Thursday, November 25, 2010

Sally Mann at the Virginia Museum of Fine Arts

Sally Mann (shown above surrounded by her work in an image from the Richmond Times Dispatch) is having a major exhibition of her work at the Virginia Museum of Fine Arts, open now through January 23rd, 2011.

Mann chooses not to call this a retrospective, since she says that sounds like something one does at the end of a career, and she is very much in the middle of hers. Nevertheless, this show includes 90 images drawn from all phases of her career and includes early work that is being shown for the first time.

Sally Mann is in my view the most important Southern photographer working actively today. She has produced major bodies of work that have earned her an international reputation and just about every fellowship and award available to her, all from her home base in Lexington, Virginia. The themes of her work -- time, landscape, the South's tangled and complex history, and their inscriptions on the bodies of young and old alike -- are all deeply grounded in Southern concerns and obsessions.

Mann's photographic technique -- her use of old cameras and historic processes for image-making -- inscribe the history of her medium in the surface of her images. Each one embodies the paradox of seeing photographically -- the clarity with which the photographic image can put us in the presence of  complex and painful subjects and yet remind us of the difficulty of seeing through the haze of memory or the complexities of desire or the fearful paradoxes of mortality.

I suspect that Mann has spent much time, profitably, with the images of Matthew Brady and the novels of William Faulkner, with the photographic record of slaves' tortured flesh and Civil War carnage and the stories of the South's complex attempts to make meaning of its memories, passions, and desires.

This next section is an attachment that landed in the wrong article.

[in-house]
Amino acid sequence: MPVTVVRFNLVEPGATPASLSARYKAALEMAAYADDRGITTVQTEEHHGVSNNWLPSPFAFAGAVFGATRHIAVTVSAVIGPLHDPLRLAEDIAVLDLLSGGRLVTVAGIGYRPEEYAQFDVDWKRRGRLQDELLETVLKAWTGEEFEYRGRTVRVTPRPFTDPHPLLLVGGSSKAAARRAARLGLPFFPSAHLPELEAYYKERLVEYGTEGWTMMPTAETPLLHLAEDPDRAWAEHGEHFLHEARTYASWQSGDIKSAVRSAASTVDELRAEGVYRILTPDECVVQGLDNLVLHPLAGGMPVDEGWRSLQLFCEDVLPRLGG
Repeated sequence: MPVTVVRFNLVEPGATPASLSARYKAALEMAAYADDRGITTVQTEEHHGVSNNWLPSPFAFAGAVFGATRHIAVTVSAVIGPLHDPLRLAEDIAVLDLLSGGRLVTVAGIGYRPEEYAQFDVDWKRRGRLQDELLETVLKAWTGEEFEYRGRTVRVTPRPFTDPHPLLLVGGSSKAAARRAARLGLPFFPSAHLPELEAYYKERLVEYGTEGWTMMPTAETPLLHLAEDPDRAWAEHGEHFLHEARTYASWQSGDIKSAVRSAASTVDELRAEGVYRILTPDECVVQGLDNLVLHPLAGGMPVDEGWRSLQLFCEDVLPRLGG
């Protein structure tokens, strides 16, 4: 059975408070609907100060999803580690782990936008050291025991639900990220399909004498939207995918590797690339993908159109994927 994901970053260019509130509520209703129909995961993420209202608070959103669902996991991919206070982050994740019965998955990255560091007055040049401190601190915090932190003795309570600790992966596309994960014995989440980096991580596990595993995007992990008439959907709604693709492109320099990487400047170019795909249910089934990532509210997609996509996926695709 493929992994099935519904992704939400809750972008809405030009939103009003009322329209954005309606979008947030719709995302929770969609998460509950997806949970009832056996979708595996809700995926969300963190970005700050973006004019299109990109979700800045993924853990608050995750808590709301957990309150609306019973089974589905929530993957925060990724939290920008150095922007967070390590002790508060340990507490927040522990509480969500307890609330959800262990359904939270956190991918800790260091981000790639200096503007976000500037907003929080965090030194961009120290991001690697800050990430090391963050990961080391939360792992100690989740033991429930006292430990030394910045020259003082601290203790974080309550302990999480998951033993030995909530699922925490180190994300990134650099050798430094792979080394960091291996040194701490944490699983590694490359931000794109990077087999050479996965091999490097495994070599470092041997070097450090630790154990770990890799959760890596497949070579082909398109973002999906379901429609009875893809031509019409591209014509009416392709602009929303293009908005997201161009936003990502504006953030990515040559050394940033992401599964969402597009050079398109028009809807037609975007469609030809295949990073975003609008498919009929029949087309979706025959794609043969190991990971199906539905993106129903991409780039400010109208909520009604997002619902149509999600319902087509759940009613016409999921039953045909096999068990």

Atlanta's Jennifer Schwartz went to the show in Richmond. Here is her report. This is a major show, well worth getting to. There is an extended discussion of this show, and of Mann's career in photography, at here.  If you can't get to Richmond, the catalogue is available here.

Tuesday, November 23, 2010

PhotoNOLA 2010 Opening December 2nd

PhotoNOLA for 2010 brings to a close the year's run of photography festivals. This year it opens in New Orleans on December 2nd and runs through December 11th. Events include a gala, the annual Portfolio Review, a lecture by the ubiquitous Mary Virginia Swanson, as well as a large number of special exhibitions, lectures, and receptions.

The complete calendar is here. Samples of images by the folks taking part in the Portfolio Review are here.

There are lots of shows this year at area museums, galleries, and other exhibition spaces. The list of all PhotoNOLA-linked shows is here. Some include work by Southern photographers, including the wittily baroque images of Jamie Baldridge (see his image above) at Taylor Bercier Gallery, images of Mississippi by Kathleen Robbins at Du Mois Gallery, the multi-layered images of Jill Stoll at the Tulane School of ArchitectureJennifer Shaw's images of New Orleans and Katrina at the Guthrie Contemporary Gallery, and the images of Letitia Huckaby at the McKenna Museum of African-American Art.